While there is still no cure for Alzheimer’s, researchers are working tirelessly to develop new ways to increase early detection of the devastating condition. It now seems that a simple eye test may be able to inform doctors whether or not someone is developing dementia, and even track its progress years before symptoms show.
The work, carried out by neuroscientists at Cedars-Sinai Medical Center, involves looking at the retina using a specially developed high-definition eye scan to assess whether or not the proteins thought to be responsible for Alzheimer’s are present and to what degree. The researchers detailing the new technique, published in JCI Insight, hope this non-invasive method could help flag the condition earlier in patients’ lives.
They observed that amyloid-beta plaques, the proteins that are in part responsible for the development of Alzheimer’s, also build up in the retina of the eye. Critically, they found that the plaque amount found in the peripheral regions of the retina correlated with the amyloid-beta deposits in some regions of the brain.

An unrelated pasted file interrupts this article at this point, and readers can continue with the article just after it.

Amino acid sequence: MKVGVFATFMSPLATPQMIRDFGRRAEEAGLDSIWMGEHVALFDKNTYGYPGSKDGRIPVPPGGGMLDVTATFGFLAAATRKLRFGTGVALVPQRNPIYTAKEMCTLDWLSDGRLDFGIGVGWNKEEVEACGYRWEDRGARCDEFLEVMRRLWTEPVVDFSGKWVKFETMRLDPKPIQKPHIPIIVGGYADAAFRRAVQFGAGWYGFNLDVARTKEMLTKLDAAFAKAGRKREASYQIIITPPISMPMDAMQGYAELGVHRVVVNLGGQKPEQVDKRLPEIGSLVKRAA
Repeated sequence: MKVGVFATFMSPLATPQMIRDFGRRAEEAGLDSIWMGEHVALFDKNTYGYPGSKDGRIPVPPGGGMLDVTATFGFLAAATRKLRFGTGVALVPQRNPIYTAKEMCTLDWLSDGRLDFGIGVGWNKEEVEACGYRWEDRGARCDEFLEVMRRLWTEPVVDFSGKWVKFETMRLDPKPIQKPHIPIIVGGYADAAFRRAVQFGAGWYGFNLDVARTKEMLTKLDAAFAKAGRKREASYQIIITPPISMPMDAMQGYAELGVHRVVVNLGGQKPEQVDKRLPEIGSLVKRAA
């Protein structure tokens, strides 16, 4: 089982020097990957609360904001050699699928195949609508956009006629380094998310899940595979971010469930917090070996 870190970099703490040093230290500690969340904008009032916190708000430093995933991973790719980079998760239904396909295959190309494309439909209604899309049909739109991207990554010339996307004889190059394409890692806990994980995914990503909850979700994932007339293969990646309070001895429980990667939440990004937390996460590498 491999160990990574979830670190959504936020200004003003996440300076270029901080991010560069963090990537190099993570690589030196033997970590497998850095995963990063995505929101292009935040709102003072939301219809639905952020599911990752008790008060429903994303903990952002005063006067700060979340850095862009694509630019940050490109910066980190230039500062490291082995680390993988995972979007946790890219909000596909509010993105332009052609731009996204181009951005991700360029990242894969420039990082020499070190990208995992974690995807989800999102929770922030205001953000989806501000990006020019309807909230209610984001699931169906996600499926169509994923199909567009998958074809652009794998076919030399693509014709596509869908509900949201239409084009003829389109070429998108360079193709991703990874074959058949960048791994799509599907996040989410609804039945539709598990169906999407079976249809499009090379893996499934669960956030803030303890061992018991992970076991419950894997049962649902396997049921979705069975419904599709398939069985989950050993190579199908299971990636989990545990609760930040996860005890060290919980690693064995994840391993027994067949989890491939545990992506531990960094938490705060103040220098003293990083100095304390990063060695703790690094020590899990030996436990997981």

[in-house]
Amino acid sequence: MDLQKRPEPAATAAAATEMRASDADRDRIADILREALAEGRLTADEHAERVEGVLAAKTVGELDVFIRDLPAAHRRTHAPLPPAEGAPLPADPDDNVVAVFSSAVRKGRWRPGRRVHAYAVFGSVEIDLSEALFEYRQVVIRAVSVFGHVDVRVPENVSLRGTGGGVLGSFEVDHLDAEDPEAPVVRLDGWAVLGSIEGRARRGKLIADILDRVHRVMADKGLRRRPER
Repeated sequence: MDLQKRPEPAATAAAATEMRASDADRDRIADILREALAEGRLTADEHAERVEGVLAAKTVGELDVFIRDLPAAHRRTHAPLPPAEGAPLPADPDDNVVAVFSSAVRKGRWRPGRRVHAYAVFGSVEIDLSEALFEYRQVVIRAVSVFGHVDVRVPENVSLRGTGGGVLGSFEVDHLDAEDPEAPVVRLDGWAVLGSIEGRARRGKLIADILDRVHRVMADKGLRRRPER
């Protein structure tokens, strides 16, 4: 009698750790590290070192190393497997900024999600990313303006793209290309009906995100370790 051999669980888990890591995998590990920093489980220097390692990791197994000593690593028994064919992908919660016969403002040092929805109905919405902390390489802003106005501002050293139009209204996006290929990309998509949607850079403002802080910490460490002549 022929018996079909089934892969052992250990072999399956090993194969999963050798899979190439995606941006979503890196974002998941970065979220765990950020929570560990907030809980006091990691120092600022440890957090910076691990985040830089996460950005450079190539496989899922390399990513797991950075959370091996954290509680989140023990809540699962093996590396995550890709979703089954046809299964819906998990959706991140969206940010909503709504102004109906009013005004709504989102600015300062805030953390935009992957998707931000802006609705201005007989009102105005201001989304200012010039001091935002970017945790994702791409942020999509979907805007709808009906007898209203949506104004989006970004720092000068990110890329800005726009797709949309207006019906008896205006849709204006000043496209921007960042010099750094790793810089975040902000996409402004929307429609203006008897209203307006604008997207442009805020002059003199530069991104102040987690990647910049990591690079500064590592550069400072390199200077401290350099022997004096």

“The findings suggest that the retina may serve as a reliable source for Alzheimer's disease diagnosis,” explains Maya Koronyo-Hamaoui, who led the research. “One of the major advantages of analyzing the retina is the repeatability, which allows us to monitor patients and potentially the progression of their disease.”
This is not the only early warning sign that may help in the early detection of the disease. Another recent study identified that a difficulty in identifying smells could also be an early sign of the disease, offering another non-invasive way to track the progression of the condition.
This would allow medical professionals a cheap, easy, and reliable way to track the potential development of Alzheimer’s in at-risk patients. It would also mean that the doctors could recommend ways in which people can reduce their risk of developing the condition.
While aging is the biggest risk factor and cannot be altered, there are many things that can be done to cut the chances that you may eventually develop dementia. From keeping physically active, stopping smoking, keeping the brain active, maintaining a healthy weight, staying within the recommended alcohol limits, and eating a balanced diet, there is plenty that can be done.
Many of these are things we should be doing as a part of a healthy lifestyle anyway, but when we hit mid-life, we should seriously consider trying to hit as many of these points as possible in order to reduce the chance of Alzheimer’s onset, according to health charity Alzheimer’s Society.